More and more manufacturers are flocking to feast on the carcass of the 3.5 mm jack, which was killed by phone manufacturers for unclear reasons. The xDuoo LinK is part of this group, with its relatively small size and its declared purpose of filling the gap left by phone manufacturers. The low power output is a constant of this kind of products, but at least it compensates this lack of power with physical controls.
Disclaimer: I received a free sample from Steven at Xtenik. Additional information can be found on xDuoo’s product page.
|Small and pocketable
Physical buttons to control playback and volume
|Build quality issues
Very low power output
Packaging & Accessories
Packaging is as simple as can be: the cardboard box is rather large, but this is unjustified as it only contains the LinK and a small manual. There are no accessories whatsoever.
Design & Build
The xDuoo LinK is made using plastic and aluminium. The housing of the USB-C plug is made of plastic with an aluminium cover, while the main module (where all the electronics are) is made out of a single block of aluminium. There’s a strain relief on the main module, so the (rather thick) cable should not bend too much and get damaged. The main body has a play/pause button, a volume rocker, a status LED and the 3.5 mm jack that phones should actually have.
Build quality is very decent in general, but the unit I got has some issues such as the aluminium cover of the USB-C connector sliding off and the strain relief appearing not too stable.
Specs & Features
The xDuoo LinK uses the USB Audio Class 2 standard which makes it compatible with all operating systems including Windows, macOS, Linux and Android. It’s also completely plug-and-play, even on Windows if you use version 1809 or later (as that version introduced USB Audio Class 2 support). It could work on iOS, but I have no device with that OS to try the LinK on. On the other hand, support in Android depends largely on the specific implementation on the device, so not every device will work. Interestingly enough, the buttons work on every platform I tried them on – Windows, Linux, Android – and this fact makes them pretty useful.
|Input||USB (up to 32 bit / 384 kHz PCM, DSD256)|
|Suitable headphones impedance||N/A|
|Maximum output power||32 mW (32 Ω)|
|Frequency response||20 – 20,000 Hz (± 0.5 dB)|
|THD+N (@1 kHz)||< 0.0018%|
|Crosstalk||> 77 dB|
xDuoo opted for the ESS Sabre ES9118EC chip to power the LinK: it is a chip that includes both the DAC and the amplifier in a single package, designed to fit in low-power envelopes. In fact it perfectly suits the requirements of a device such as the LinK.
The main advantage of the xDuoo LinK compared to smartphones and notebooks is the fact that it is compatible with PCM streams up to 32 bit / 384 kHz and DSD streams up to DSD256. Its limited 32 mW power output places it in the “very low power output” segment of the market, so the LinK is only ideal to drive headphones with limited impedance and relatively high sensitivity.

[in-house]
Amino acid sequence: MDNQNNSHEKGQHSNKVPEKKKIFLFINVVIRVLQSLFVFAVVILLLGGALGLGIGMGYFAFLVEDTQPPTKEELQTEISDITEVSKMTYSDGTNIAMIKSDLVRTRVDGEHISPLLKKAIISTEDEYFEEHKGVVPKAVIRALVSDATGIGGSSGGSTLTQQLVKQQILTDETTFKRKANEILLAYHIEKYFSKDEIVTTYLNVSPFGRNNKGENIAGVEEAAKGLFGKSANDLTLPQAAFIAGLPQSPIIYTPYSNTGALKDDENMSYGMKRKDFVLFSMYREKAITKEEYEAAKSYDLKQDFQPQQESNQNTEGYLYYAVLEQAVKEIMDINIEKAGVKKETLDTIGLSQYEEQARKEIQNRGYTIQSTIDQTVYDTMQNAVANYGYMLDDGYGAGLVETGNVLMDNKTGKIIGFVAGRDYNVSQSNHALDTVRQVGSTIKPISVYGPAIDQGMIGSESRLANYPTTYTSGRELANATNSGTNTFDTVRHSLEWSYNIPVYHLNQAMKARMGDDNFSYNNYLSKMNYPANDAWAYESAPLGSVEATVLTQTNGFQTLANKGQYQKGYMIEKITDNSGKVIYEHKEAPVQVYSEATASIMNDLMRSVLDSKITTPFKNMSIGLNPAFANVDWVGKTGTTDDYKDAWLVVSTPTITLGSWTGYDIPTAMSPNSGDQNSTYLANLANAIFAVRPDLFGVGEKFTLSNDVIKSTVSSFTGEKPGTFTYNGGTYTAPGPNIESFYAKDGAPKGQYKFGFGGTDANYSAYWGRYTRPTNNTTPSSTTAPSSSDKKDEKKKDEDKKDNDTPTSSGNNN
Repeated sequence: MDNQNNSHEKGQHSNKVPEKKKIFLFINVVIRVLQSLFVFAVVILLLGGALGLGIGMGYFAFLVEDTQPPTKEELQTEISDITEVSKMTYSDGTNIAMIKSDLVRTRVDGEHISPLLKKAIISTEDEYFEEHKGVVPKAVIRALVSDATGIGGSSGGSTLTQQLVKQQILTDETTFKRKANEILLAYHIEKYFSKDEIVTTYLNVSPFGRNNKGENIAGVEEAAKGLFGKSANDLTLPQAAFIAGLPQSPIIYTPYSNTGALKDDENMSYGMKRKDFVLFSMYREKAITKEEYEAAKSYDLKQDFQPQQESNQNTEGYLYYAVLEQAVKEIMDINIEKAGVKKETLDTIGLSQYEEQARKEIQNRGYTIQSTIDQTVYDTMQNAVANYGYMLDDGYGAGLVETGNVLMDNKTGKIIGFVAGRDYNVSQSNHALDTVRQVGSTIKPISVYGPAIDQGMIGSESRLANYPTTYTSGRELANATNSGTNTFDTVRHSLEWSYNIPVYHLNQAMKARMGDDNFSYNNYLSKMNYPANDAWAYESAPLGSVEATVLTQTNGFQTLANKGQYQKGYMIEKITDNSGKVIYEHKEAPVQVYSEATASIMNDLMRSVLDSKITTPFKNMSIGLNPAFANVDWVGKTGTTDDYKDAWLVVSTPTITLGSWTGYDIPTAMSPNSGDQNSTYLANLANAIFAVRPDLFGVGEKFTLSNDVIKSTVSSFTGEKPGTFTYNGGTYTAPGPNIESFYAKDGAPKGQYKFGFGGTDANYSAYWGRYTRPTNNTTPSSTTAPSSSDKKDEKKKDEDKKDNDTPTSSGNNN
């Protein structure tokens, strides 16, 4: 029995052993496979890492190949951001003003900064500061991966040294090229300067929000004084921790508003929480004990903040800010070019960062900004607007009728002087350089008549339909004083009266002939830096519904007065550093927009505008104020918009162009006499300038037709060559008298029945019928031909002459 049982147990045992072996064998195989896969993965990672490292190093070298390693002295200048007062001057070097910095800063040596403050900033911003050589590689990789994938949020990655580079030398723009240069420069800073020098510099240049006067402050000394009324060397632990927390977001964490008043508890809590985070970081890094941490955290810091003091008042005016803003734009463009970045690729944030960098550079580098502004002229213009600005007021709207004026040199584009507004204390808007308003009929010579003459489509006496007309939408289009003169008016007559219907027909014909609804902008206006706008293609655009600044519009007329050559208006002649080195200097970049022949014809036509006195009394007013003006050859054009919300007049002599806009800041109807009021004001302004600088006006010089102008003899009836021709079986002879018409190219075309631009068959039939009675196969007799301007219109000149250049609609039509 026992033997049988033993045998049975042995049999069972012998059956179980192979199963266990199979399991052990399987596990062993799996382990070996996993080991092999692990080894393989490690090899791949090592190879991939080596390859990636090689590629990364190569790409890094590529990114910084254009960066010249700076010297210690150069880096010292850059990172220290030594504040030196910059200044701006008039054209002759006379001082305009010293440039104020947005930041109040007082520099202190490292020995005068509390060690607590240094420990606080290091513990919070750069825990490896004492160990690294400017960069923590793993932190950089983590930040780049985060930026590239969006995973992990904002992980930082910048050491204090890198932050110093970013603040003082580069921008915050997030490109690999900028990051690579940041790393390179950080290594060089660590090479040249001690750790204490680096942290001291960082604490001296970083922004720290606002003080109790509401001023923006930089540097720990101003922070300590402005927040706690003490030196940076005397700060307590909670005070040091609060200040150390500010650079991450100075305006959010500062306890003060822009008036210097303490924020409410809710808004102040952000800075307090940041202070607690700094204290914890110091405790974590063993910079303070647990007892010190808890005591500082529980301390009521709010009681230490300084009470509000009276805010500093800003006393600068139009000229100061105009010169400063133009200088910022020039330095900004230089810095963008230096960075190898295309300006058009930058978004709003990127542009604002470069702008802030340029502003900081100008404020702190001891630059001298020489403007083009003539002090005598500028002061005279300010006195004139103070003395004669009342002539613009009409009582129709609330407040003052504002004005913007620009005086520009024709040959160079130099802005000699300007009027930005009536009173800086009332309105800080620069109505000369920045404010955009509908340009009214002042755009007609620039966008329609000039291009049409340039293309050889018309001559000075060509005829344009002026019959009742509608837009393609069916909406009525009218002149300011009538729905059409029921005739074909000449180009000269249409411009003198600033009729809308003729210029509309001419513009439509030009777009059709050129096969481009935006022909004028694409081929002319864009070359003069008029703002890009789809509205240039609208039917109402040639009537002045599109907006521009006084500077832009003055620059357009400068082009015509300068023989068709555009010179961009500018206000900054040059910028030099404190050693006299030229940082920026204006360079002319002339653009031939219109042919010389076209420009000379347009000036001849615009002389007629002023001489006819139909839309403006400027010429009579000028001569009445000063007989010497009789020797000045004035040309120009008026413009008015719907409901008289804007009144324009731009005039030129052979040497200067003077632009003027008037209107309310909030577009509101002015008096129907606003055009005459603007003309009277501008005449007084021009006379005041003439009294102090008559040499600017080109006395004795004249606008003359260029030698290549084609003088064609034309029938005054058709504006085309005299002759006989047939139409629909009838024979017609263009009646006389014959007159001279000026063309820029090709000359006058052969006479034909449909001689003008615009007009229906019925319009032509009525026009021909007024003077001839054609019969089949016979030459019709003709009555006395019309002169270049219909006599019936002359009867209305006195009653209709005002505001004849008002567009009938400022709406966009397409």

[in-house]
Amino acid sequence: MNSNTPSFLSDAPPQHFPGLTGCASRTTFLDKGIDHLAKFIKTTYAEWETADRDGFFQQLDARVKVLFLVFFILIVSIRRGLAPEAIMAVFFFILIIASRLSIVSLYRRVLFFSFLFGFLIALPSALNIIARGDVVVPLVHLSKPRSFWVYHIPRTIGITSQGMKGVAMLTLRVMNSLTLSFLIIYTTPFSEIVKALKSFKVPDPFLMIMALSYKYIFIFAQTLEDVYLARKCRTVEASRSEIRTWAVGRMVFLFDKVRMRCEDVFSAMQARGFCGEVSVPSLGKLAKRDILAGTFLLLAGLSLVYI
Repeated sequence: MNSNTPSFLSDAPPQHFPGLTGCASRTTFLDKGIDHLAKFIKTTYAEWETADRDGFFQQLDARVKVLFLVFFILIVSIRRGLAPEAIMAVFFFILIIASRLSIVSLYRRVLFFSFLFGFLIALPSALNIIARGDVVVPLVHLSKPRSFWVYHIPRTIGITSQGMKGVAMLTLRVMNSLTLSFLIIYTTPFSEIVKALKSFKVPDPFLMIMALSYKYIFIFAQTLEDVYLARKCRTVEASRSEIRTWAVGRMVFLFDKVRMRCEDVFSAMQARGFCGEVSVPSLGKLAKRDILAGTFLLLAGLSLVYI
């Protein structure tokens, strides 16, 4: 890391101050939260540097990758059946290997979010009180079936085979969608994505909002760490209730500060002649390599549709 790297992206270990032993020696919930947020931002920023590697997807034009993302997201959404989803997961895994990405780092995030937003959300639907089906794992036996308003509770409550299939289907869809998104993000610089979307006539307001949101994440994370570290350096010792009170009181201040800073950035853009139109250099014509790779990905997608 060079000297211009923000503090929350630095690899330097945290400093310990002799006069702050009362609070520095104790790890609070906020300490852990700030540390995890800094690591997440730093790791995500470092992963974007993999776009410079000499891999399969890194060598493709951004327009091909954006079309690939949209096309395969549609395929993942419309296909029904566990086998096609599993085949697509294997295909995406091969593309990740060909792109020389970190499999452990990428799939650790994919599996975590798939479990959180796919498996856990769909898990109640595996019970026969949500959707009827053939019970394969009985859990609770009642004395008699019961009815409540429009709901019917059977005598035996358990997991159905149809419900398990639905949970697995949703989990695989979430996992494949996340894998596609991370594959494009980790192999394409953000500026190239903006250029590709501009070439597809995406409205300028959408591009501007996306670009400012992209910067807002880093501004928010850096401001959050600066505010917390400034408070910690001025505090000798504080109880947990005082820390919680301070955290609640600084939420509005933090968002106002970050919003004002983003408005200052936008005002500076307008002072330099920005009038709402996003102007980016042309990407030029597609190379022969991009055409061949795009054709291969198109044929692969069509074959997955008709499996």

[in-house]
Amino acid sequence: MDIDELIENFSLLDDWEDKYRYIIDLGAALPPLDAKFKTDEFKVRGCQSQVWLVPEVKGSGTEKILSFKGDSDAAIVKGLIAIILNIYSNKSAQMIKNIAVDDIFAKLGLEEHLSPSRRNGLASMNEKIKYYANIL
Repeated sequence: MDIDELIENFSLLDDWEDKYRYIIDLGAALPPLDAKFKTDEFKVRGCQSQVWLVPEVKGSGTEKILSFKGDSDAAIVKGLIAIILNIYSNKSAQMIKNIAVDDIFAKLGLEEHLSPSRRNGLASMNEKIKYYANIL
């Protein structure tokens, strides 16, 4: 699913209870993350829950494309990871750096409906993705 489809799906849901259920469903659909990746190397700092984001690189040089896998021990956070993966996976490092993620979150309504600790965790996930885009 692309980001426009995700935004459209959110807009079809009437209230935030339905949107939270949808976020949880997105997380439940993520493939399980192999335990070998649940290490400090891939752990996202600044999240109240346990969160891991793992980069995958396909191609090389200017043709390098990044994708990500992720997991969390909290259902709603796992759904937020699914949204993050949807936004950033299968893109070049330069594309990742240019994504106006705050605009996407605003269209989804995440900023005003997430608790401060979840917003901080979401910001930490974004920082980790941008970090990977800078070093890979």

Although power requirements of headphones are almost always limited, high-impedance and low-sensitivity headphones are the exception to the rule. The xDuoo LinK has little power output, with just 32 mW at 32 Ω. While the company touts the device as being able to drive headphones up to 600 Ω, I am afraid that that is not really the case. The device needs to get to almost 50% volume to drive the relatively efficient HD 6XX to an acceptable volume level, so I don’t see it being able to drive 600 Ω headphones unless they are extremely efficient. In any case, even the HD 6XX does not sound entirely right as the lower frequencies do not sound entirely right: they’re less controlled (i.e. detailed and fast) than when using more powerful sources, and on top of that they are less present.
There is no background noise even when using sensitive earphones and despite noise being present when using other devices. The LinK seems therefore to have been designed well on this front.
As far as tuning goes, I can’t tell any significant departure from neutrality; if there is any, it is so subtle that I can’t notice it when using my usual testing playlist. That’s true even when using low-impedance, high-sensitivity earphones which should highlight any differences more than other headphones. In short,
The xDuoo LinK appears to be a perfectly fine device that can effectively replace the lamented 3.5 mm jack. It has few flaws, the largest of which is the low power output (the poor build quality is probably an issue with my unit, but I have to report it anyway). It can drive most earphones perfectly fine, though, which is probably the most common use case with mobile phones anyway. It’s not as small as other competitors, which I deem an issue if you want a super-portable device. At less than $50, it’s more expensive than stock adapters from major phone manufacturers but it also offers many more options, so it’s probably worth the additional charge.